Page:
Mindfulness Meditation
    • Learning how our mind creates our world

Spilt Coffee? No Worries.

by on 01 April

     I recently spilt a cup of coffee, just missing my computer, but had no negative reaction. It was a beautiful experience.


     I was working at my desk with a cup of coffee to the right of the computer but further away from the edge of the desk. I’m always mindful that coffee spilt on the computer could have ruinous results, so I take great care in setting my cup of coffee down slowly on the desk a bit away from the computer.

     I’d been pushing myself for a few weeks to prepare for several events, was tired, and might have been mentally “rushing” a bit. I needed a “stickie” note from the pad a foot beyond the coffee cup that was two-thirds full. I reached over the cup and grasped the pad of notes. Then, as I drew my hand back toward me, sticky note pad in hand, I suspect I turned my attention back to what I was typing. That was a big mistake, taking my “eye off the ball” like that.

     The next thing I knew, the cup was on its side pointing towards me, and coffee was flowing over the desk (but not the computer, thank goodness) and dripping onto the broadloom carpet below. And, I just watched it without doing a thing – watched the flow and the liquid seeping into the carpet, getting “soaked up”. And, I began to feel very happy as I realized that my usual reactive habits were not “kicking in” automatically. I was amazed and joyful - two wonderful emotions mingling together at the same time.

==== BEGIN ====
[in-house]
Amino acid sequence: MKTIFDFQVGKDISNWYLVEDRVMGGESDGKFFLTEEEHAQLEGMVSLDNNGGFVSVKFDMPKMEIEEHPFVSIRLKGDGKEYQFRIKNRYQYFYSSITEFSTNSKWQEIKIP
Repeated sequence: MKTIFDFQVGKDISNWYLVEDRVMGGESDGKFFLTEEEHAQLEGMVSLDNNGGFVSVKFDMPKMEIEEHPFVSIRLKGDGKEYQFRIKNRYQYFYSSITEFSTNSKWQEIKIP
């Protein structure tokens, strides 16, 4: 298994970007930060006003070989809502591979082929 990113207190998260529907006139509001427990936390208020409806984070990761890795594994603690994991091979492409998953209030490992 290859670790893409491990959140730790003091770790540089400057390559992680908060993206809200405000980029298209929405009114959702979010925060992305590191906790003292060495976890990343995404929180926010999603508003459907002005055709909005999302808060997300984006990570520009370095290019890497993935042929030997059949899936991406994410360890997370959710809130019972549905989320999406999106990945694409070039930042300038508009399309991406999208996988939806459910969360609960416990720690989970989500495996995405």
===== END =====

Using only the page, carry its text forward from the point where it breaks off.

What amazed me was that I wasn’t reacting “normally” – I wasn’t getting upset that my computer almost was damaged, and I wasn’t criticizing myself for creating this problem. The first habit was reacting negatively to reality – resisting and fighting what’s happening now. And, the second habit was criticizing me for what I’d done. Both habits reduce our ability to respond effectively to what’s happening in the here and now – to handle the situation. And, both can create suffering and stress through the negativity created in the mind and body that can last for hours.

     No, I was just watching reality unfold and loving my non-negative reaction. I was having a beautiful taste of equanimity, an attitude – way of thinking – that Jon Kabatt-Zinn (and the Buddha) says is a very wholesome attitude to cultivate and realize in the mindfulness practice. It’s meeting life’s negative events without becoming negative in our mind and heart. It’s a lovely way to try to live.

     Needless to say, I soon cleaned up the carpet which is none the worse for wear. The coffee mishap passed. But, the wonderful memory of amazement and joy in response to the mishap stays with me, always available to warm my heart and inspire me to be mindful.

Leave a comment

Make sure you enter the (*) required information where indicated. HTML code is not allowed.